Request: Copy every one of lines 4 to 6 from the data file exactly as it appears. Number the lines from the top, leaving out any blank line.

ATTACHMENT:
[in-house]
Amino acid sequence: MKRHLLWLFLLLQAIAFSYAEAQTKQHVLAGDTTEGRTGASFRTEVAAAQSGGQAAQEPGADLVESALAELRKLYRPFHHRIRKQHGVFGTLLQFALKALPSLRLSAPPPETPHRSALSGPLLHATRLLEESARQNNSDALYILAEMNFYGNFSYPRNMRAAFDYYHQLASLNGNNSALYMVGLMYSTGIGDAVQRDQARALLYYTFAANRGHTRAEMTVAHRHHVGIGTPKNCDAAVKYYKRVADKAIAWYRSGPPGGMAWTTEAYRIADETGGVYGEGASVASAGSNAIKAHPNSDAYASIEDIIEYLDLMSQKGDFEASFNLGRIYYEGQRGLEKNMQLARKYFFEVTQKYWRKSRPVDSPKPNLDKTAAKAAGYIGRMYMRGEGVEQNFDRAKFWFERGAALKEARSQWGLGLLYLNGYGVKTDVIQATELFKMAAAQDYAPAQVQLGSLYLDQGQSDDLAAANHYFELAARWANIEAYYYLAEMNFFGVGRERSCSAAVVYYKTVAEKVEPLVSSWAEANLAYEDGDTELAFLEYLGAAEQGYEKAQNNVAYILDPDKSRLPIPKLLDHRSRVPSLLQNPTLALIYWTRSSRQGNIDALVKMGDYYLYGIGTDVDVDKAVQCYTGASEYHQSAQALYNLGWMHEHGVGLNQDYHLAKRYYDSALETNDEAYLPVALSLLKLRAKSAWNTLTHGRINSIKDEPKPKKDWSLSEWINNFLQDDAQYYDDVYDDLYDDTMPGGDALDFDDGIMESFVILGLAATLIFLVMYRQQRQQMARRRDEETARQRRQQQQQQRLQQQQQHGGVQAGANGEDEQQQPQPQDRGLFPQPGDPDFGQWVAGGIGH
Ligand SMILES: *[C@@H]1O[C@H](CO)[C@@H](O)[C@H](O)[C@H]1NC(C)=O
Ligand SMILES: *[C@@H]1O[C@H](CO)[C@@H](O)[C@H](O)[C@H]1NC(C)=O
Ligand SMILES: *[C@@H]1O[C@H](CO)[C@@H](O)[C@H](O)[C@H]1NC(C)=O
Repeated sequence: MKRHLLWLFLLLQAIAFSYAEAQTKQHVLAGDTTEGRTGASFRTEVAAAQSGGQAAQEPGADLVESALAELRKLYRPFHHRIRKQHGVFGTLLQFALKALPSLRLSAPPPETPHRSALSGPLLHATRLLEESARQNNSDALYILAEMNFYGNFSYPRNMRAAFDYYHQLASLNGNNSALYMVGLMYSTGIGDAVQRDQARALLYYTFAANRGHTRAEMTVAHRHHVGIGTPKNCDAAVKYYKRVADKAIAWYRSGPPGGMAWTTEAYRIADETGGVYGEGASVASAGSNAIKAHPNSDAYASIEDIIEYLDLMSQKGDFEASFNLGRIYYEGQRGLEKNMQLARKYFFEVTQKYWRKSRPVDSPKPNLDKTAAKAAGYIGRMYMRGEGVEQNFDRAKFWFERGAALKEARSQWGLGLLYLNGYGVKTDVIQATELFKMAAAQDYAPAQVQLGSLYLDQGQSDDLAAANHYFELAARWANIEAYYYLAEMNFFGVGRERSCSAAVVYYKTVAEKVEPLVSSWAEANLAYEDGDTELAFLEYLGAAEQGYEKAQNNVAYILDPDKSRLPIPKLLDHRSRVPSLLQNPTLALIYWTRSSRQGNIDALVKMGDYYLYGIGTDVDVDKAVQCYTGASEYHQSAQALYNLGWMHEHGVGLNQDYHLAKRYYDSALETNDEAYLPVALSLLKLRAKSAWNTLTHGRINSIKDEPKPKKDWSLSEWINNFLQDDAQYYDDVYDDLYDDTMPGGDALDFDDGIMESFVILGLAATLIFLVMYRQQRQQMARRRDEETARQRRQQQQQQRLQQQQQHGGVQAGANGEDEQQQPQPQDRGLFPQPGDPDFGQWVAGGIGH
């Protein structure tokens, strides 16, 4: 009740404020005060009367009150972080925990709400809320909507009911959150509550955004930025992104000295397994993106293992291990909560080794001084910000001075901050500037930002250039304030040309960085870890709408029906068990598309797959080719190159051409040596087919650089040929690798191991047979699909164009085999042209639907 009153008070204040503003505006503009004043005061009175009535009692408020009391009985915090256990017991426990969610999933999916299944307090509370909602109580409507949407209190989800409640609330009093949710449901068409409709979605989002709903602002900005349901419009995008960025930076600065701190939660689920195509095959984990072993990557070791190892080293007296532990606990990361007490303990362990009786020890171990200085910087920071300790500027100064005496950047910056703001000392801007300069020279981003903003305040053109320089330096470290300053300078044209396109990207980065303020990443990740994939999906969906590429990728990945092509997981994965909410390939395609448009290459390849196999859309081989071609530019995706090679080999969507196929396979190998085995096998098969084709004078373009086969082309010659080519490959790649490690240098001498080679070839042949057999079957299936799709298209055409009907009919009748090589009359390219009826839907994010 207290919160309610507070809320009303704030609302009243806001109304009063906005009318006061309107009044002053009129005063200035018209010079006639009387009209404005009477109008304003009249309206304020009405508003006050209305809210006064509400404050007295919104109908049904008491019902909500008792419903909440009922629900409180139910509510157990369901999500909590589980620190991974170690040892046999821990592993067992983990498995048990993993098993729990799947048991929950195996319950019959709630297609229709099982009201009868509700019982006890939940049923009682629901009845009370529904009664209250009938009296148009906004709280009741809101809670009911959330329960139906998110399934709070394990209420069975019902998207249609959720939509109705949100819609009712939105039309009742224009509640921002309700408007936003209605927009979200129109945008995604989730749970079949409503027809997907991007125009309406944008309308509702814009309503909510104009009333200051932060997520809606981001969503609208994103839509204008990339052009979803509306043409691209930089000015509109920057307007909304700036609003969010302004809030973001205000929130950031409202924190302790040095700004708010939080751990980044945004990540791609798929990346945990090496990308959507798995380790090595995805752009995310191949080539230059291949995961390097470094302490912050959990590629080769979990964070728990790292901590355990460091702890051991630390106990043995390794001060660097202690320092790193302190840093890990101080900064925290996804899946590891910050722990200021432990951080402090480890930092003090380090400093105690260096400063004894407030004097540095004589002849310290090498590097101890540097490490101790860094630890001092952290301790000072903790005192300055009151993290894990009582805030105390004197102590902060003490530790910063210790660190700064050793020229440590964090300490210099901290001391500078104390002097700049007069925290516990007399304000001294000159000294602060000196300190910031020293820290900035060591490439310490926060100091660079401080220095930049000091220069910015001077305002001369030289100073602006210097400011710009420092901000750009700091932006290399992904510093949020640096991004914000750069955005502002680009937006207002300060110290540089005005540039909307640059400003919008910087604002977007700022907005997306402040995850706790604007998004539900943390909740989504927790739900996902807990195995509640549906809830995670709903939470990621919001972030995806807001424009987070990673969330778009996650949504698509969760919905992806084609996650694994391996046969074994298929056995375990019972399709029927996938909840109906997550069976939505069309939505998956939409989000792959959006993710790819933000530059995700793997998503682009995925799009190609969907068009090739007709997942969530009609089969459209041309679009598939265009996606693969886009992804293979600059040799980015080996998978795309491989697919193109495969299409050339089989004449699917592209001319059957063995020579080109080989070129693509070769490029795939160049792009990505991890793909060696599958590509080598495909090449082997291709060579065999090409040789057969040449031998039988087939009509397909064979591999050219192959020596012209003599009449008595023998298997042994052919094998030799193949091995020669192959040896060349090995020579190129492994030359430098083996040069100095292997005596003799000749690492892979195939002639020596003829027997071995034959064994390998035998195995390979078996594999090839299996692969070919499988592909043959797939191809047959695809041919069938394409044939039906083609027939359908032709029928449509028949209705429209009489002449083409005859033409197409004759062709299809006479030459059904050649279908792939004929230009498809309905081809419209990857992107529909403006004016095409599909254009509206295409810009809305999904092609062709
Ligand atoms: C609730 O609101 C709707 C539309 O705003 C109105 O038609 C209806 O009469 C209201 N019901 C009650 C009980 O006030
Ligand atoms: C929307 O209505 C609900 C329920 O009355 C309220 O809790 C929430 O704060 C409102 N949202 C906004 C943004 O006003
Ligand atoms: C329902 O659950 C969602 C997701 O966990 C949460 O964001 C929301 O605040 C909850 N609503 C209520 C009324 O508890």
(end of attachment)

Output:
Ligand SMILES: *[C@@H]1O[C@H](CO)[C@@H](O)[C@H](O)[C@H]1NC(C)=O
Ligand SMILES: *[C@@H]1O[C@H](CO)[C@@H](O)[C@H](O)[C@H]1NC(C)=O
Repeated sequence: MKRHLLWLFLLLQAIAFSYAEAQTKQHVLAGDTTEGRTGASFRTEVAAAQSGGQAAQEPGADLVESALAELRKLYRPFHHRIRKQHGVFGTLLQFALKALPSLRLSAPPPETPHRSALSGPLLHATRLLEESARQNNSDALYILAEMNFYGNFSYPRNMRAAFDYYHQLASLNGNNSALYMVGLMYSTGIGDAVQRDQARALLYYTFAANRGHTRAEMTVAHRHHVGIGTPKNCDAAVKYYKRVADKAIAWYRSGPPGGMAWTTEAYRIADETGGVYGEGASVASAGSNAIKAHPNSDAYASIEDIIEYLDLMSQKGDFEASFNLGRIYYEGQRGLEKNMQLARKYFFEVTQKYWRKSRPVDSPKPNLDKTAAKAAGYIGRMYMRGEGVEQNFDRAKFWFERGAALKEARSQWGLGLLYLNGYGVKTDVIQATELFKMAAAQDYAPAQVQLGSLYLDQGQSDDLAAANHYFELAARWANIEAYYYLAEMNFFGVGRERSCSAAVVYYKTVAEKVEPLVSSWAEANLAYEDGDTELAFLEYLGAAEQGYEKAQNNVAYILDPDKSRLPIPKLLDHRSRVPSLLQNPTLALIYWTRSSRQGNIDALVKMGDYYLYGIGTDVDVDKAVQCYTGASEYHQSAQALYNLGWMHEHGVGLNQDYHLAKRYYDSALETNDEAYLPVALSLLKLRAKSAWNTLTHGRINSIKDEPKPKKDWSLSEWINNFLQDDAQYYDDVYDDLYDDTMPGGDALDFDDGIMESFVILGLAATLIFLVMYRQQRQQMARRRDEETARQRRQQQQQQRLQQQQQHGGVQAGANGEDEQQQPQPQDRGLFPQPGDPDFGQWVAGGIGH